" . . . increasing calendar congestion in the federal courts makes it imperative to avoid concurrent litigation in more than one forum whenever consistent with the rights of the parties. A court may choose not to exercise its jurisdiction when another court having jurisdiction over the same matter has entertained it and can achieve the same result."
Id. at 893.
We emphasize that the "first to file" rule normally serves the purpose of promoting efficiency well and should not be disregarded lightly. Cf. Motor Vessels Theresa Ann v. Kreps, 548 F.2d 1383, 1384 (9th Cir. 1977). Circumstances and modern judicial reality, however, may demand that we follow a different approach from time to time, as we do in the present case.7
With regard to Document No. 1 in Department of the Army, the district court abstained from ruling because the document was the subject of concurrent litigation in the district court for the District of Columbia in Church of Scientology of California v. Department of the Air Force, et al., Civil Action No. 76-1008. On April 12, 1978, the court ruled in Department of the Air Force that Document No. 1 was exempt from disclosure. We conclude that the Church is estopped from raising the issue of the document's exempt status in this litigation.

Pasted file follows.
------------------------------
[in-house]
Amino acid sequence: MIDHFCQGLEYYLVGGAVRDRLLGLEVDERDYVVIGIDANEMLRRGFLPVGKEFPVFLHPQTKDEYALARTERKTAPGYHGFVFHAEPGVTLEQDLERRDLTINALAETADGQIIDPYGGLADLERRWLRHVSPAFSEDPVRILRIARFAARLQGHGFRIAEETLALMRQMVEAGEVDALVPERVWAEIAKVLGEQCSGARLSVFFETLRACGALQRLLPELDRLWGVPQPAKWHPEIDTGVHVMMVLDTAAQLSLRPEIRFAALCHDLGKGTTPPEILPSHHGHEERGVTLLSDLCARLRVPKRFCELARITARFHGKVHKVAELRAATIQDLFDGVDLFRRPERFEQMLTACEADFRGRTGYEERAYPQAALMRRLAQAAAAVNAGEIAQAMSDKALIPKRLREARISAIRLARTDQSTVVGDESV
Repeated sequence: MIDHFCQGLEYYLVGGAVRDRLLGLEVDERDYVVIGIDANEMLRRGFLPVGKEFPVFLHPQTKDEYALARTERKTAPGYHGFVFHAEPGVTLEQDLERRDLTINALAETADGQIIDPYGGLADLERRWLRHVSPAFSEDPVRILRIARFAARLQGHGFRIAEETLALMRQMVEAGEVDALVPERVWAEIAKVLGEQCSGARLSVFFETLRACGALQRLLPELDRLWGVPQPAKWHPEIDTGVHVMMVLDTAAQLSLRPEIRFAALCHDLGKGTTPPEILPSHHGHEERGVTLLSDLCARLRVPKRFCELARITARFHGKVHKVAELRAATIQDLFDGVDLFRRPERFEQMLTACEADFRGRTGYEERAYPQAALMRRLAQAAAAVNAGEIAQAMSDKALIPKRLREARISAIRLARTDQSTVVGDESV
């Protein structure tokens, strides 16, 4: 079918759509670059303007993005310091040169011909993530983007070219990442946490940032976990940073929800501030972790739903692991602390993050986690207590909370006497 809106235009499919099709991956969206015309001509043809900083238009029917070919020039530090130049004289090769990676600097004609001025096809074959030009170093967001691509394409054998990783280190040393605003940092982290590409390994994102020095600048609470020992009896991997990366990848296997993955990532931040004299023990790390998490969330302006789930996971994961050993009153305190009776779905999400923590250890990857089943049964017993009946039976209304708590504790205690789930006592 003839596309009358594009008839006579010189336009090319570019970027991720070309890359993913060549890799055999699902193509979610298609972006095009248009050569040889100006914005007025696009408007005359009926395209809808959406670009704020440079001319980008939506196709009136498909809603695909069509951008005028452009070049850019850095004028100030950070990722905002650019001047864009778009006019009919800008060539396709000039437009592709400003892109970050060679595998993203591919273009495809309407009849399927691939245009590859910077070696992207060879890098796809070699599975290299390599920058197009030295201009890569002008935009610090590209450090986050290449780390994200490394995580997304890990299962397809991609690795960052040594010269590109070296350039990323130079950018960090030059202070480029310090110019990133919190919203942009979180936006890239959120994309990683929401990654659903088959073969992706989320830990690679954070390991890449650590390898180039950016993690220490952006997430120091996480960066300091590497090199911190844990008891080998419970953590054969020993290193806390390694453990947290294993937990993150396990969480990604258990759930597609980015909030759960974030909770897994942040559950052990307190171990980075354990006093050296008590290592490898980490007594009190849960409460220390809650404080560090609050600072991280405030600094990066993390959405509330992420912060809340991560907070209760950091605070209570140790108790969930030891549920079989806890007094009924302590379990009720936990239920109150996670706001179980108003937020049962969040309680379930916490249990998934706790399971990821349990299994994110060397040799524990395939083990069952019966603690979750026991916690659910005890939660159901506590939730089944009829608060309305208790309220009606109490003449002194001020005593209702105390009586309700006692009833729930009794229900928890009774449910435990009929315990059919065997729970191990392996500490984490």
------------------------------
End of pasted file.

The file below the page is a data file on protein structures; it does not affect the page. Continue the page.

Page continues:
There really is no question that the same issue was involved in Department of the Air Force, namely, the exempt status of Document No. 1. Nor is there any question that the Church was the plaintiff in both cases. Under such circumstances, the issue of exemption cannot be relitigated. See, e. g., Parklane Hosiery Co. v. Shore, 439 U.S. 332, 99 S. Ct. 645, 58 L. Ed. 2d 552, 559, n. 5 (1979).
Both cases AFFIRMED in part, and REVERSED and REMANDED in part, for further proceedings consistent with this Opinion.